Below you’ll find some frequently asked questions as well as some mental health and substance abuse self-assessment questionnaires that may interest you or a loved one.
Frequently Asked Questions
We are not in network with any insurance companies, however, we are covered by most insurance companies in their “out of network” coverage. Please be sure to call your insurance company to see how out of network mental health counseling is covered by your specific plan.
For more information, please feel free to visit our Rates, Fees & Insurance page, When you’re ready to call your insurance, our Insurance Reimbursement Guide can be a helpful tool in navigating more specific questions to ask your insurance provider. After you’ve spoken with your insurance company and know your coverage, simply tell your therapist when you’re ready and we will provide you an invoice to submit to your insurance company for reimbursement.
Never been to counseling? It is normal to be nervous or apprehensive about seeing a therapist for the first time. Especially if you’re coming for couples therapy! Talking to a stranger together about your concerns might feel intimidating or awkward. Many have concerns about what to say or what to expect. Reading some of the FAQ’s on this page and knowing what the counseling process will be like and what to expect can help ease your mind about this thing called “counseling”.
During the first session, your therapist will discuss your rights as a client (i.e. confidentiality) and answer any questions you have. You and your therapist will then talk about what brings you to counseling and how he/she able to help. Don’t worry about what to say. You will be able to say as little or as much as you want. It is the therapist’s job to facilitate the conversation according to each client’s needs. Your therapist should leave time at the end of the session to talk with you about how the session went, possible goals for counseling, ensure the right therapist fit, and your desires for future sessions.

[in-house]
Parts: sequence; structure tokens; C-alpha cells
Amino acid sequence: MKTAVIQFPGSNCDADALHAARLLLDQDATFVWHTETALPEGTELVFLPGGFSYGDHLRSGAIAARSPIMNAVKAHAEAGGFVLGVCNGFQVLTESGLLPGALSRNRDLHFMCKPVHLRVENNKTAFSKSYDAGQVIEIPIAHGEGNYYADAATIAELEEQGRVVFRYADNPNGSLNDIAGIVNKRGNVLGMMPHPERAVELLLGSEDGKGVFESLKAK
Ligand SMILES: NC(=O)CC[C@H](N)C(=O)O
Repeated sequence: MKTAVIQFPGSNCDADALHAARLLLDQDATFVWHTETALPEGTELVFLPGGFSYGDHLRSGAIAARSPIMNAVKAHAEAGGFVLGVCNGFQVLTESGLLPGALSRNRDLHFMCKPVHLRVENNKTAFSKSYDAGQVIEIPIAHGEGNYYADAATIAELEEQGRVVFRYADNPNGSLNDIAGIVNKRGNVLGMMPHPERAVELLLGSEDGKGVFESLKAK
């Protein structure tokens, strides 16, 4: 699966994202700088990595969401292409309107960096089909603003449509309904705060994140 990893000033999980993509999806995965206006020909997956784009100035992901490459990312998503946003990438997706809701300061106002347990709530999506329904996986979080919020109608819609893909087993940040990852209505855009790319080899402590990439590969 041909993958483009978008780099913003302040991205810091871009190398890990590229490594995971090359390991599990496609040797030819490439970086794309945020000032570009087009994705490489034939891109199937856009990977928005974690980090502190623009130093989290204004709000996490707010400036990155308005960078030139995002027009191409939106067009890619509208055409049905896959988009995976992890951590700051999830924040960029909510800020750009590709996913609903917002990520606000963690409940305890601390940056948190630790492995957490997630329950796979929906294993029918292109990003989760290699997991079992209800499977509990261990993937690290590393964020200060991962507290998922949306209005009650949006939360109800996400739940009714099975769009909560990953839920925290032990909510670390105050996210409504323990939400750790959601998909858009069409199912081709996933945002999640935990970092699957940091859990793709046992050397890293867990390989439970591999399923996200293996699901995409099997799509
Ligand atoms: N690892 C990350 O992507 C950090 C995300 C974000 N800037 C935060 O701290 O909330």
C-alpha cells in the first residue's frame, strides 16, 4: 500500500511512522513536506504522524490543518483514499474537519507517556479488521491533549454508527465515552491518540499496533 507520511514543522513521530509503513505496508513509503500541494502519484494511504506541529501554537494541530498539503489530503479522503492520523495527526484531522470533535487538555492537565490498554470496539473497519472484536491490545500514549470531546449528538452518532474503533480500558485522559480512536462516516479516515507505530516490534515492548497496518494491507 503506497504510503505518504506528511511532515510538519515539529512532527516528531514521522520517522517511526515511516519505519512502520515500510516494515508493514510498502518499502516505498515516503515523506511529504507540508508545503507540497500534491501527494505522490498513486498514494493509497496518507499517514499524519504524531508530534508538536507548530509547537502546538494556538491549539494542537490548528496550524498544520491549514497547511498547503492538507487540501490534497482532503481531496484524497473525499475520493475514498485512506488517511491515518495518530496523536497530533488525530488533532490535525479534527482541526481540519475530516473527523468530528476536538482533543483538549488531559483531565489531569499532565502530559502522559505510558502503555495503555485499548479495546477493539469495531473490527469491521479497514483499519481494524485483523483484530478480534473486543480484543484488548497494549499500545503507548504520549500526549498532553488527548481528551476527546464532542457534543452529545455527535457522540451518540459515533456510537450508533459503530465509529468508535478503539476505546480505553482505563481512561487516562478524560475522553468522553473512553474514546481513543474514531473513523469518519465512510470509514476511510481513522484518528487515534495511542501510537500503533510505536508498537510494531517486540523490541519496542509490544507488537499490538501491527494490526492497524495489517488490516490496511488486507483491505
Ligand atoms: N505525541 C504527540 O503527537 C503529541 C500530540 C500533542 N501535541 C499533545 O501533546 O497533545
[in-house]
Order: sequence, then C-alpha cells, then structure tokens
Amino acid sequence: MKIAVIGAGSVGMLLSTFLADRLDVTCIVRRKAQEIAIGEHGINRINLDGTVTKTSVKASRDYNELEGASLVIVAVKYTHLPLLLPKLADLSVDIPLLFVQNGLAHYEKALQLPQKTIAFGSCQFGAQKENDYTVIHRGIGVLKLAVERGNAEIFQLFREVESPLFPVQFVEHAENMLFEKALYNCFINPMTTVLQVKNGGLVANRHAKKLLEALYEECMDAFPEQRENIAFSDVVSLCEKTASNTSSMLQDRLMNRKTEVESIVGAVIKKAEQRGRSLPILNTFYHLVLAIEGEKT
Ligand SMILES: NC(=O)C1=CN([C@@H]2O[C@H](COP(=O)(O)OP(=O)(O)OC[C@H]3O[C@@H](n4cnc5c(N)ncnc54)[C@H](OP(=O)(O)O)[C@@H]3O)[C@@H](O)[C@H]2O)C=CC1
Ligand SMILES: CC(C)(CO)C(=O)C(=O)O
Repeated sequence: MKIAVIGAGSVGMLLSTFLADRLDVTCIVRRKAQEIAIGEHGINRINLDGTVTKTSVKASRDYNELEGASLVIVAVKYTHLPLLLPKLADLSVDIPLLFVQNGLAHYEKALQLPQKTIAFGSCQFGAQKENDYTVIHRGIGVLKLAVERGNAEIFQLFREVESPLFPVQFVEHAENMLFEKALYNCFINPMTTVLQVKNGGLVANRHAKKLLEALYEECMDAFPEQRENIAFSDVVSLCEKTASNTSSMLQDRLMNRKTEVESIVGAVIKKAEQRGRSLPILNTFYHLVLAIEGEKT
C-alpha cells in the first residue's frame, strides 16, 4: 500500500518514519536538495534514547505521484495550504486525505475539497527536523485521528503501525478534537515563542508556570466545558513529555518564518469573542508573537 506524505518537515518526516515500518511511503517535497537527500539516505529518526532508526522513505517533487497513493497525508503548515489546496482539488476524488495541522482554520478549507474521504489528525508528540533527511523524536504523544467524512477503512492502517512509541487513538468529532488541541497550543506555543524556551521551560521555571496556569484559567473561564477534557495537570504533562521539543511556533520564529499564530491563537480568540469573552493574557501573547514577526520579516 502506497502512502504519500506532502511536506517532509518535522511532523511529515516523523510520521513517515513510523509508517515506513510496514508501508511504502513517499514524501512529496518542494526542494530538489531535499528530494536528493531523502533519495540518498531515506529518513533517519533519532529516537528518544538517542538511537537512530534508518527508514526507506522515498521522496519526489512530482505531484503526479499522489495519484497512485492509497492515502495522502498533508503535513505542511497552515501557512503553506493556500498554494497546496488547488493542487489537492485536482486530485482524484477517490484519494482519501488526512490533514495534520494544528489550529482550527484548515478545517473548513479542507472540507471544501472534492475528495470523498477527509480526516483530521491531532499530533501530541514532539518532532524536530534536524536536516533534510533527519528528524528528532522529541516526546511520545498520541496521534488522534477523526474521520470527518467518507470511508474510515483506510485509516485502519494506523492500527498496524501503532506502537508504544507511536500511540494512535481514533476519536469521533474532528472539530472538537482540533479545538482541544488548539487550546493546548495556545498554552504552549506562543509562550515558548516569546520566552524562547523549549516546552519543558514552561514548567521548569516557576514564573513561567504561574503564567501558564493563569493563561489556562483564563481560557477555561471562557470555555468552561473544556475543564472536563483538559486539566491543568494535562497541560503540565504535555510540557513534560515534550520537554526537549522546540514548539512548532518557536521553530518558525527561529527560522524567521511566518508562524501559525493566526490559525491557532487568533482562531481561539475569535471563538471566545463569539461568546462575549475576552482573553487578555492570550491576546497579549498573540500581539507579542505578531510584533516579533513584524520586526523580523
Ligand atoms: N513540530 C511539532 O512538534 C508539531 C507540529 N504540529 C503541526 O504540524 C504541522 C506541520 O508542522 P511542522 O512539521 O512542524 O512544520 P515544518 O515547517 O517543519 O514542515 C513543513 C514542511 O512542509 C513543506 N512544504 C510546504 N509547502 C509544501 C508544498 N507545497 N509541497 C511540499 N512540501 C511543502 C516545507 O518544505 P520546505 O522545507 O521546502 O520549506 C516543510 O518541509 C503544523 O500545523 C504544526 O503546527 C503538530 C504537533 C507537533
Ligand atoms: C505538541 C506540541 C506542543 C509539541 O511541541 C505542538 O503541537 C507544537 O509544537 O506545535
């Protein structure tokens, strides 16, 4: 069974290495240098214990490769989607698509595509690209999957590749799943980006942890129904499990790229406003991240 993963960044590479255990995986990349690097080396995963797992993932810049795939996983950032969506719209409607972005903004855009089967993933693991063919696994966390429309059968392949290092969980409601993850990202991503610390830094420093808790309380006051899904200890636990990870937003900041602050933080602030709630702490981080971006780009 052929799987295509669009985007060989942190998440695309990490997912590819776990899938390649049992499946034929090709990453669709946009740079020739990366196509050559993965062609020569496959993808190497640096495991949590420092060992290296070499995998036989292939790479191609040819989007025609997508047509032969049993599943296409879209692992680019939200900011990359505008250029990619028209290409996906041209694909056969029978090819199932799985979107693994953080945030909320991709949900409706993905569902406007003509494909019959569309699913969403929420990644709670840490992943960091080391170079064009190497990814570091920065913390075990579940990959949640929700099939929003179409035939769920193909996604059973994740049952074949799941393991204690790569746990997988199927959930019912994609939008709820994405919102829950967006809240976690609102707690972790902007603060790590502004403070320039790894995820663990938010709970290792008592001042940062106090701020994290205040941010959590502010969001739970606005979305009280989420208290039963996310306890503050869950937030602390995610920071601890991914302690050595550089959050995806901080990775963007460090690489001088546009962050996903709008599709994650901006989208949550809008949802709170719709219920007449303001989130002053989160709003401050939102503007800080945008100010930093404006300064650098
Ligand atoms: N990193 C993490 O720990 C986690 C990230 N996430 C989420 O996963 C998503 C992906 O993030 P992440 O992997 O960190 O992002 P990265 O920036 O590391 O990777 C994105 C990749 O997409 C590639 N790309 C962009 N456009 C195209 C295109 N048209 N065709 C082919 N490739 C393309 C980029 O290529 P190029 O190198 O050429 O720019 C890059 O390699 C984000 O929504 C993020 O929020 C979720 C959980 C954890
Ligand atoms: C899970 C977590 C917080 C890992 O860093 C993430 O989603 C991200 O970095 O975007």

Duration of counseling is different for every client. Your therapist should tailor sessions according to your needs. In general, therapy usually begins by seeing clients more frequently (i.e. once per week) until they experience improvements with their concerns. After this, clients often move into a stage of therapy called “Maintenance”. The frequency of sessions will be reduced until you feel your concerns have been fully resolved long-term. The specific duration of therapy cannot usually be predicted but there are some factors that affect the duration of therapy. Things such as trauma, issues stemming in childhood or having been present for many years, betrayals in relationships, and specific mental health diagnoses can cause a need for therapy to be more long-term. For minor to moderate concerns and high-functioning clients, therapy is a place to find support when you need it and a resource to put in your back pocket when your concerns are resolved.
Within the first few sessions, your therapist should discuss your goals and specifically what you will see change in your emotions, thoughts, behaviors and relationships when your goals are met. You might not even be able to picture what those might be right now and it might be overwhelming or hopeless to think about. That’s absolutely normal. Counseling is a place for you to find hope, clarity, and a tangible picture of what you want your life, relationship, or response to the problem. Your therapist should check in periodically to evaluate progress towards your goals. You will also notice changes in your life and this becomes apparent in therapy. You and your therapist will likely about extending time between sessions or “graduating” from counseling all together. If you are not feeling better, you and your therapist should talk openly about what might be the reason and discuss possible solutions, including switching therapists. If you don’t see progress towards your goals within a few months, don’t be shy in bringing this up directly to your therapist and advocating for your needs. What’s most important to us is that you feel better, whether with us or in making a change to another therapist.
When you leave counseling after completing your goals, it is hoped that you have maintained the skills and ability to handle similar situations in the future. If the issue returns or a unique situation arises that causes concern, it is common for clients to return to counseling for “booster” sessions, or longer-term therapy to address their new concerns. When we get a cold or the flu, we go to the doctor and get antibiotics to feel better. If we build antibodies and a stronger immune system, we typically don’t get as sick in the future. If we do get sick again however, we go back to the doctor. The same is true for counseling. After counseling has ended, it is normal and appropriate for it to be a resource whenever you need it.